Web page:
‘Six Strikes’ Anti-Piracy Initiative Set to Debut

More than year and a half after the initial announcement, a new anti-piracy system will finally be realized in the coming months. Dubbed the “six strikes” program, the Center for Copyright Information‘s Copyright Alert System will notify and eventually penalize those who download videos, music, and other files illegally over peer-to-peer networks. Tweet it:

By bypassing the law and working with Internet service providers, the CCI will effectively legislate online piracy by monitoring and regulating Internet usage. Share the news:

To explain how the new system will work, the CCI has released a video outlining the process:

When a copyright infraction occurs, the content owner is given the Internet Protocol address of the downloader and the associated Internet service provider the violation can be reported to. The ISP then penalizes the user as they see fit.

Many call the system the “six strikes” program, referring to the six degrees of increasingly disciplinary alerts sent to users.

Although the CCI is meant to “alleviate confusion” of copyright infringement, many crucial details have been left up in the air. Rather than standardize the exact penalties, implementation is left up to the individual ISP.

This could encourage providers to compete for customers by using ostensibly permissive copyright infringement policies as a selling point.

Proposed penalties include informational videos and mandatory courses analogous to traffic school. Habitual offenders may be subject to slower download speeds or the inability to access certain sites.

Ars Technica reached out to the five ISPs involved for more information on what interactions with violators will look like. Comcast responded with an example consumer alert, shown below:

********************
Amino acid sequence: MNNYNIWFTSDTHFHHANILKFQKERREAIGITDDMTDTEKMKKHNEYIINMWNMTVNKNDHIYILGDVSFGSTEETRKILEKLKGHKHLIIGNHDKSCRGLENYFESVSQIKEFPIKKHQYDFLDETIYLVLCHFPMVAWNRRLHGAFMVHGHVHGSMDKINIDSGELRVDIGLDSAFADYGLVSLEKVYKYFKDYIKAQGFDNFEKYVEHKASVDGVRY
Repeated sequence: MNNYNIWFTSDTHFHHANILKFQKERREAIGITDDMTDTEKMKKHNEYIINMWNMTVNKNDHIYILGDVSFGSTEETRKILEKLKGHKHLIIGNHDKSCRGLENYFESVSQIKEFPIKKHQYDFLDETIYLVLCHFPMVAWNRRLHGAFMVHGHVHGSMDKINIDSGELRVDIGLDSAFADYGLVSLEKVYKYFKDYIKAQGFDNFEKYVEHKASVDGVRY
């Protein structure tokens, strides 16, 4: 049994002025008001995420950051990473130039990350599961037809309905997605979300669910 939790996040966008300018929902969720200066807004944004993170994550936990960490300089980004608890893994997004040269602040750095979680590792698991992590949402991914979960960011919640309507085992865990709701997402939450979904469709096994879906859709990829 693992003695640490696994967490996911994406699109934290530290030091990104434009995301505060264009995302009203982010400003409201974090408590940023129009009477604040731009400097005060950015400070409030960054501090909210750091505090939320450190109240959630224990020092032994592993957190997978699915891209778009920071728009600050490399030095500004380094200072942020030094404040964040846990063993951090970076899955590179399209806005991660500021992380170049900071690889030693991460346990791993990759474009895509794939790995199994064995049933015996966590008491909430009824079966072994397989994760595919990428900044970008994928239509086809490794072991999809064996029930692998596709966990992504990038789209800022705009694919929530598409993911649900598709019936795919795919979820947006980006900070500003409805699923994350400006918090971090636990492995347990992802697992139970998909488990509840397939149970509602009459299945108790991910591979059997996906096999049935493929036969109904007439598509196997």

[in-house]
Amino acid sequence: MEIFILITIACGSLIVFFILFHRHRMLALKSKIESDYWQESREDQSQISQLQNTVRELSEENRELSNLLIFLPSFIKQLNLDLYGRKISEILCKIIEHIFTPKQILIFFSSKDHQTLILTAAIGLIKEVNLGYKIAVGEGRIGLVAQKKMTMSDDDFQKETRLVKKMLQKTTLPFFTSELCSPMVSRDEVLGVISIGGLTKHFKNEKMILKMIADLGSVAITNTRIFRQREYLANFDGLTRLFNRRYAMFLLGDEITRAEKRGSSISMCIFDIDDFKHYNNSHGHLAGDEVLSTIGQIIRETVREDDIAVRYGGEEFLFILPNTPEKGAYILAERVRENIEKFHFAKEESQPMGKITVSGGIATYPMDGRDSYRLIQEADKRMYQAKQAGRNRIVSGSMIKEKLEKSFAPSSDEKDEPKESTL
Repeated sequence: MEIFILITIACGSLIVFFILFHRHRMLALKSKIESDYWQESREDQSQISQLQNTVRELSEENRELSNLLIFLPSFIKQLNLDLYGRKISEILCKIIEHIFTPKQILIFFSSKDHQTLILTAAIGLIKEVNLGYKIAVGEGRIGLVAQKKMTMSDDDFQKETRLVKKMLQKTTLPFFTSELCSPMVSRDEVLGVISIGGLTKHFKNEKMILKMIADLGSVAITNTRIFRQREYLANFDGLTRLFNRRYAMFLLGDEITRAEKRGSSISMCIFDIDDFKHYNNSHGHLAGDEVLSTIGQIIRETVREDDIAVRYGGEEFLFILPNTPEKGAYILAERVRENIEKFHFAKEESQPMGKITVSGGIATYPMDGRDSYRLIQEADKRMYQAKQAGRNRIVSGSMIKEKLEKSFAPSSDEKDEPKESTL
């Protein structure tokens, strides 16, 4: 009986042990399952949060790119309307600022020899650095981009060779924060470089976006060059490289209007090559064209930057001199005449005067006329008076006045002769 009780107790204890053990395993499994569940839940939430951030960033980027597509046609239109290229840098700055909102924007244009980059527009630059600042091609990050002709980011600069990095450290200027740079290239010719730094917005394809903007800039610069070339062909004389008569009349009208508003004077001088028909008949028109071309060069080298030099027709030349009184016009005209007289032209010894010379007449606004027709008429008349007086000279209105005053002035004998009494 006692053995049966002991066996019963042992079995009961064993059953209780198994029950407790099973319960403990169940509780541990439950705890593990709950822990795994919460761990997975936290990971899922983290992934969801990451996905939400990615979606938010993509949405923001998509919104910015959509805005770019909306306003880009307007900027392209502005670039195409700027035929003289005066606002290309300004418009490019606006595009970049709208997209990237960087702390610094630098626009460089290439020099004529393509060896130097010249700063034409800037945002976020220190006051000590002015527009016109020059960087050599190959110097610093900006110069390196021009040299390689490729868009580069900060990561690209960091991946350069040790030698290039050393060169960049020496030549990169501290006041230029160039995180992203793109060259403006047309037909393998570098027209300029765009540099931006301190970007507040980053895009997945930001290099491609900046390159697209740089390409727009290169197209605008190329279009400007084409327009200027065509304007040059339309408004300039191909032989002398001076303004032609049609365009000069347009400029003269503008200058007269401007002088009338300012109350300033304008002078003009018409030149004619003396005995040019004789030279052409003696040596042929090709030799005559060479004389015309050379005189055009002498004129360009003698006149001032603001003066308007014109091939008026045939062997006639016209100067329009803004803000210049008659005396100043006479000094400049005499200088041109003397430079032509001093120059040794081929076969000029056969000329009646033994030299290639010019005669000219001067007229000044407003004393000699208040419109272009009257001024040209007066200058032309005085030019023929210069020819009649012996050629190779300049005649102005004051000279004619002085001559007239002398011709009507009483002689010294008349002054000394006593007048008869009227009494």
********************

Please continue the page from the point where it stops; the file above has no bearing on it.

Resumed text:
'Six Strikes' Anti-Piracy Initiative Set to Debut
Ars Technica
Emancipation from Legislation

The Center for Copyright Information is a nonprofit group formed solely to combat online piracy. Its makeup is primarily a collaboration of content creators from the music and film industries and five ISPs: AT&T, Verizon, Cablevision, Comcast, and Time Warner Cable.

Each side of the collaboration has something to gain from this initiative and its exclusion from formal government regulation.

Courts have repeatedly ruled that an IP address does not adequately prove criminal activity. However, the Copyright Alert System can use any arbitrary reasoning it likes because it does not directly charge offenders with breaking the law.

Instead of going through the courts or seeking legislative change, content owners like the Recording Industry Association of America (RIAA) and the Motion Picture Association of America (MPAA) have found a way to stop piracy at the source: Internet service providers.

Because the CAS inextricably links incriminating activity with the IP address used, the Open Wireless Movement will be discouraged as network providers would be held responsible if illegal activity is detected on that IP address.

Public Wi-Fi would be eliminated, forcing most people to pay for their own private Internet connections. This scenario highlights why five major ISPs are members of the Center for Copyright Information and helped draft the CAS.

The CCI’s website further reveals that the six strikes’ goal of “consumer education” covers the true interests of content providers. It suggests, as an alternative to unlicensed content, the many digital distributors and on-demand services provided by CCI’s corporate members.

Distinguishing Violators from Customers

Online piracy has been rampant for years, and Congress still does not have a clear understanding of how it works, much less effective ways to counter it. This was evident by SOPA and PIPA, two anti-piracy laws widely considered misguided attacks on free speech. Both were indefinitely postponed last year after strong public opposition.

The six strikes rule represents the inability of both traditional media industries and copyright law to adapt to the age of digital distribution and file-sharing, As Executive Director of CCI, Jill Lesser, explains:

“It’s been at least five years since suing individuals was really a strategy of the industry. I think part of the reason why they [the RIAA] came to the table to do this kind of a voluntary educational effort is in the hopes of having a different kind of approach and one that says to consumers, this behavior needs to stop, but also helps consumers, number one, understand why and, number two, find what they’re looking for in a legal authorized way.” Tweet quote:

The Center for Copyright Information did not necessarily originate as a business opportunity. It is only natural for industries to seek warranted compensation for their work and protection against theft. However, the CCI’s efforts to create a more lawful customer base are demeaned by the profit-seeking tendency of its sponsors.